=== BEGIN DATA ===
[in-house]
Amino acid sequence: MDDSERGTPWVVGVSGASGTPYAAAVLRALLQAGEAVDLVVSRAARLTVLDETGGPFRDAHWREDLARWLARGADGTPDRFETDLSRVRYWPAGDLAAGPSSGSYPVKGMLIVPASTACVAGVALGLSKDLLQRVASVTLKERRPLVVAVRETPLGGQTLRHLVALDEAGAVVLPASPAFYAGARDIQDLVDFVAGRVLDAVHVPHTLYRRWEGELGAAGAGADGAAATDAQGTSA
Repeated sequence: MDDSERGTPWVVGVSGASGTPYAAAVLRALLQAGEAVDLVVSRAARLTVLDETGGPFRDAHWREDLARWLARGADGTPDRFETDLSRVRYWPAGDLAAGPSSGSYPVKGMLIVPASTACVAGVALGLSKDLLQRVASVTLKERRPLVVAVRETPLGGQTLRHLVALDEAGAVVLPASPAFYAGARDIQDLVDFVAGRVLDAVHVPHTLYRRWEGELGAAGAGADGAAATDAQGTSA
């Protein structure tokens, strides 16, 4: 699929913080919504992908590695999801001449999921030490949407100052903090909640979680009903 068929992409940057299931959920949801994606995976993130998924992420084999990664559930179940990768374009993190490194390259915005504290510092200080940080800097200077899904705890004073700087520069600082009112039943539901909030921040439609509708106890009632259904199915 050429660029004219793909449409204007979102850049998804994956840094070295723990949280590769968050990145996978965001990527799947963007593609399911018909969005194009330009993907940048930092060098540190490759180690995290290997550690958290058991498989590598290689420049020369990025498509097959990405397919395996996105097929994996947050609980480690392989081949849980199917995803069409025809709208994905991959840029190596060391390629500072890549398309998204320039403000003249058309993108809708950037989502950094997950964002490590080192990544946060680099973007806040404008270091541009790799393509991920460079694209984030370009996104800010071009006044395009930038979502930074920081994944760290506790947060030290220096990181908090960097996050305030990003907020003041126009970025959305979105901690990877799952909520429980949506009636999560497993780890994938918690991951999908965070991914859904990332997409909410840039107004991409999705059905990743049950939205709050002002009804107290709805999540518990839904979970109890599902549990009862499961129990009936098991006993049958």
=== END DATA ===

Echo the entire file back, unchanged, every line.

[in-house]
Amino acid sequence: MDDSERGTPWVVGVSGASGTPYAAAVLRALLQAGEAVDLVVSRAARLTVLDETGGPFRDAHWREDLARWLARGADGTPDRFETDLSRVRYWPAGDLAAGPSSGSYPVKGMLIVPASTACVAGVALGLSKDLLQRVASVTLKERRPLVVAVRETPLGGQTLRHLVALDEAGAVVLPASPAFYAGARDIQDLVDFVAGRVLDAVHVPHTLYRRWEGELGAAGAGADGAAATDAQGTSA
Repeated sequence: MDDSERGTPWVVGVSGASGTPYAAAVLRALLQAGEAVDLVVSRAARLTVLDETGGPFRDAHWREDLARWLARGADGTPDRFETDLSRVRYWPAGDLAAGPSSGSYPVKGMLIVPASTACVAGVALGLSKDLLQRVASVTLKERRPLVVAVRETPLGGQTLRHLVALDEAGAVVLPASPAFYAGARDIQDLVDFVAGRVLDAVHVPHTLYRRWEGELGAAGAGADGAAATDAQGTSA
């Protein structure tokens, strides 16, 4: 699929913080919504992908590695999801001449999921030490949407100052903090909640979680009903 068929992409940057299931959920949801994606995976993130998924992420084999990664559930179940990768374009993190490194390259915005504290510092200080940080800097200077899904705890004073700087520069600082009112039943539901909030921040439609509708106890009632259904199915 050429660029004219793909449409204007979102850049998804994956840094070295723990949280590769968050990145996978965001990527799947963007593609399911018909969005194009330009993907940048930092060098540190490759180690995290290997550690958290058991498989590598290689420049020369990025498509097959990405397919395996996105097929994996947050609980480690392989081949849980199917995803069409025809709208994905991959840029190596060391390629500072890549398309998204320039403000003249058309993108809708950037989502950094997950964002490590080192990544946060680099973007806040404008270091541009790799393509991920460079694209984030370009996104800010071009006044395009930038979502930074920081994944760290506790947060030290220096990181908090960097996050305030990003907020003041126009970025959305979105901690990877799952909520429980949506009636999560497993780890994938918690991951999908965070991914859904990332997409909410840039107004991409999705059905990743049950939205709050002002009804107290709805999540518990839904979970109890599902549990009862499961129990009936098991006993049958």